Dr. Sarah Cianférani holds a PhD degree in analytical chemistry from the University of Strasbourg, France. She then performed and post-doctoral fellowship at the Institute for Genetics and Molecular Biology (IGBMC) in Strasbourg to gain competences in structural biology. She then joined the AliX company (ancestor of Novalix) to develop native Mass Spectrometry for protein/ligand screening. She was recruited by the CNRS as researcher in 2004 in the team of Alain Van Dorsselaer (BioOrganic Mass Spectrometry Lab, LSMBO) in Strasbourg.
She is now research director at the CNRS and heads the BioOrganic Mass Spectrometry Laboratory (LSMBO). Her group is part of the French National Proteomic Infrastructure. She is co-author of more than 110 scientific papers related to mass spectrometry analysis of proteins.
Identifying an Escape Route from Adverse Effects of the Liver X Receptor Ligands Using HDX-MS (OC09)
Dr Anna BELORUSOVA
ASTRAZENECA, Molndal, Sweden
Dr Anna Belorusova has developed an extensive expertise in structure and biophysics of nuclear hormone receptors and their complexes during her PhD studies at the Institute for Genetics and Molecular Biology (IGBMC) in Strasbourg, France. In 2015 she obtained her PhD degree in Structural Biology and Biophysics from the University of Strasbourg, as well as two prizes for the best doctoral thesis. In 2016 she joined AstraZeneca (Gothenburg, Sweden) as a postdoc, and there she continues investigating nuclear receptors using biophysical tools, in particular HDX-MS. She integrates HDX-MS, structural and functional data using multivariate statistical approaches to understand how ligand-induced conformational changes correlate with beneficial and adverse effects of nuclear hormone receptor modulators observed in animal models, and how knowledge of protein conformation and dynamics could contribute to developing better drugs.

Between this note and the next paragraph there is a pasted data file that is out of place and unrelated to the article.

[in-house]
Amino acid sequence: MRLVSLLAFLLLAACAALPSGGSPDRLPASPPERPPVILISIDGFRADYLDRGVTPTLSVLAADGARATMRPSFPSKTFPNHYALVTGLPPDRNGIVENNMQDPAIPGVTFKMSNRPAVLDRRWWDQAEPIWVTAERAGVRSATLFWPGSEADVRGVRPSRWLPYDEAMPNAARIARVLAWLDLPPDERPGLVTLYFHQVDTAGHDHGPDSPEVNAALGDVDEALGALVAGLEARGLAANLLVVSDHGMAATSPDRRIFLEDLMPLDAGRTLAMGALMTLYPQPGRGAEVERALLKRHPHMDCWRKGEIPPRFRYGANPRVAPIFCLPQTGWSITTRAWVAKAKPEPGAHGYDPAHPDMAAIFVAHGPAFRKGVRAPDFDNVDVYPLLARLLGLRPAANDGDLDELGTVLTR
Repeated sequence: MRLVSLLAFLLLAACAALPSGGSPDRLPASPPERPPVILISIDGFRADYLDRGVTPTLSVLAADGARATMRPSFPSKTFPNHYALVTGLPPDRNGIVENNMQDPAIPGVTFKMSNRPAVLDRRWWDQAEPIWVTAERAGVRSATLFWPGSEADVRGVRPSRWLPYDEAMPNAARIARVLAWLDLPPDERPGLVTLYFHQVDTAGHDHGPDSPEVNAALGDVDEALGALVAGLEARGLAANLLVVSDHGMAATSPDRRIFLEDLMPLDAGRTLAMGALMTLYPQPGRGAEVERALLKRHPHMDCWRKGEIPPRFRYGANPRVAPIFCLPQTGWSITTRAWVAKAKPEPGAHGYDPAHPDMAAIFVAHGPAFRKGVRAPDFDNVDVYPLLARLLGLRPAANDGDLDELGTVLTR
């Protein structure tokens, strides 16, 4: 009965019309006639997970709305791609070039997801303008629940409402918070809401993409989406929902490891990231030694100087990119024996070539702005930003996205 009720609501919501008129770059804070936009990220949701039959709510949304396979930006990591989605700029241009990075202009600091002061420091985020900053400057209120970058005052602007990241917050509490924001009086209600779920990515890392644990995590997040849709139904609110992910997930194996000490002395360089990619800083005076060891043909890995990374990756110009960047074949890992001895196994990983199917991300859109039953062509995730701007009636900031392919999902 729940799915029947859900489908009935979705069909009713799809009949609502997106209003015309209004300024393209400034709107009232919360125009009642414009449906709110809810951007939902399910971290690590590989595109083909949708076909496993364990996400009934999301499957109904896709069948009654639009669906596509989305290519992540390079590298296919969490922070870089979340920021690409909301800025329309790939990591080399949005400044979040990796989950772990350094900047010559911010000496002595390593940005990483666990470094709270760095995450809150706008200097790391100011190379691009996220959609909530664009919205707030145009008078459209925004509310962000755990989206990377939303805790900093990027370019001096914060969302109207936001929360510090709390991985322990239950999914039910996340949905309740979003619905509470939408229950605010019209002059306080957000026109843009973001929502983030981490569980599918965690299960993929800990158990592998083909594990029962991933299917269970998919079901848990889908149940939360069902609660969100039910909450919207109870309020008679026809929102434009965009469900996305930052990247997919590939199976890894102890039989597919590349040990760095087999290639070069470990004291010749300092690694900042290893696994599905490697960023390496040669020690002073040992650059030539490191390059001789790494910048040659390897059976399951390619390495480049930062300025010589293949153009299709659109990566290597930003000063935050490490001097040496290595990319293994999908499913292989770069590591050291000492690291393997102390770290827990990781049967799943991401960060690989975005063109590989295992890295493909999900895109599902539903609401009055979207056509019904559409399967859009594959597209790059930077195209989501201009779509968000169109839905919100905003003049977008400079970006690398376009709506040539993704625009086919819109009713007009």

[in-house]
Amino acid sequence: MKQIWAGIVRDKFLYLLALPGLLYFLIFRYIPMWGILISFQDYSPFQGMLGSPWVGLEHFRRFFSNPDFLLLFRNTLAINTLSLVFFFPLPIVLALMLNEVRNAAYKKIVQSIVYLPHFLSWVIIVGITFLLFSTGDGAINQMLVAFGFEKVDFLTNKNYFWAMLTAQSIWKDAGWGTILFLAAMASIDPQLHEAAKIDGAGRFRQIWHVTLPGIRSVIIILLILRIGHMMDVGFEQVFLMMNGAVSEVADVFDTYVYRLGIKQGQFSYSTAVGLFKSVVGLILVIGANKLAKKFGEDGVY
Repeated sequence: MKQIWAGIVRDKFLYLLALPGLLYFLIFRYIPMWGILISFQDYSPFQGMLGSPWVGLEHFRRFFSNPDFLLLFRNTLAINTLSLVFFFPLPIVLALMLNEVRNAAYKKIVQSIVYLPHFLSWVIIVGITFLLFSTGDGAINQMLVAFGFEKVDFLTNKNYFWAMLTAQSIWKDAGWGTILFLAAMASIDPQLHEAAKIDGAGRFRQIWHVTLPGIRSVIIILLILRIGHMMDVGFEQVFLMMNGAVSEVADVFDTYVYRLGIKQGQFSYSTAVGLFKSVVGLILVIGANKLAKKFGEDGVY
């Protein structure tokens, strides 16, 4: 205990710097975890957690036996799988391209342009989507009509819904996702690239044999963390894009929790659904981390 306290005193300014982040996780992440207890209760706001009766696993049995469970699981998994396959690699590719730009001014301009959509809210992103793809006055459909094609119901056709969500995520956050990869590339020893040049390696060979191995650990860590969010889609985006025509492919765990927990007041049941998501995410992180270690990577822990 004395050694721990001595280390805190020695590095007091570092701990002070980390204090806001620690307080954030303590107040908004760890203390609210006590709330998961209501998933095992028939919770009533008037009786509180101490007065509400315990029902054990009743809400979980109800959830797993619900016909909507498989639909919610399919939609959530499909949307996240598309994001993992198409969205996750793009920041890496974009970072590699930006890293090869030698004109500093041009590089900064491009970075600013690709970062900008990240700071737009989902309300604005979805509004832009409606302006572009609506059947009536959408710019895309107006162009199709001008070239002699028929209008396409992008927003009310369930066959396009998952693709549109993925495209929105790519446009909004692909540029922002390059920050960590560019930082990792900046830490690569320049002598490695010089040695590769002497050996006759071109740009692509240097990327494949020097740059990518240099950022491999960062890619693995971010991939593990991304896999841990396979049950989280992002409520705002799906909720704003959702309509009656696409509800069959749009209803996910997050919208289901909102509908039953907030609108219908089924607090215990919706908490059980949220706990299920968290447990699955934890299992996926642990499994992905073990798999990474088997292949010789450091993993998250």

Sugars in the Gas Phase? Novel Techniques to Unravel the Glycocode (IL09)
Prof. Kevin PAGEL
FREIE UNIVERSITÄT BERLIN, Berlin, Germany
Prof. Dr. Kevin Pagel is currently Associate Professor for Bioorganic Chemistry at the Institute of Chemistry and Biochemistry of the Freie Universität Berlin and guest researcher at the Fritz Haber Institute of the Max Planck Society. He earned a diploma in organic chemistry from the University of Leipzig in 2003 and a PhD from the Freie Universität Berlin in 2007. From 2008-2010 he pursued postdoctoral research with Prof. Dame Carol V. Robinson at the University of Cambridge and later at the University of Oxford. In early 2011 Kevin returned to Germany and started building his independent career, first as a research associate at the Fritz-Haber-Institute (2011-2013) and then as an Assistant (2014-2016) and Associate Professor (2017) at the Freie Universität Berlin. Research in the Pagel group is focused on the structural analysis of biological macromolecules in the gas phase using ion mobility-mass spectrometry and gas-phase IR spectroscopy techniques.
Exhibitor Short Presentation: Bruker Daltonics
High-Throughput SPR Screening in Drug Discovery
Use of Mass Spectrometry in Small Molecule Lead Discovery (IL10)
Dr Jörg HOERNSCHEMEYER
F. HOFFMANN-LA ROCHE, Basel, Switzerland
Joerg holds a diploma in chemistry from the University of Bonn (Germany) and obtained his PhD in biochemistry in 2001. From 2001 to 2003 he worked as Post-Doc at the University of Bonn and at the Center of Advanced European Studies and Research (caesar).
In 2003 he joined F. Hoffmann-La Roche in Basel, heading the mass spectrometry group of Pharma Technical Dev Biotech Analytics. From 2010-2012 he worked as principal scientist in Formulation Research and since 2013 he is leading the mass spec group for peptides, proteins and oligonucleotides in preclinical CMC.
Since 2007 Joerg is delegate of the Swiss regulatory agency Swissmedic at the European Directorate for the Quality of Medicines & HealthCare (EDQM, Group of Experts 6, Biologics) in Strasbourg. He is assistant lecturer at the University of Applied Sciences, Northwestern Switzerland and co-chairing the Mass spectrometry group of the Swiss pharma association AEA.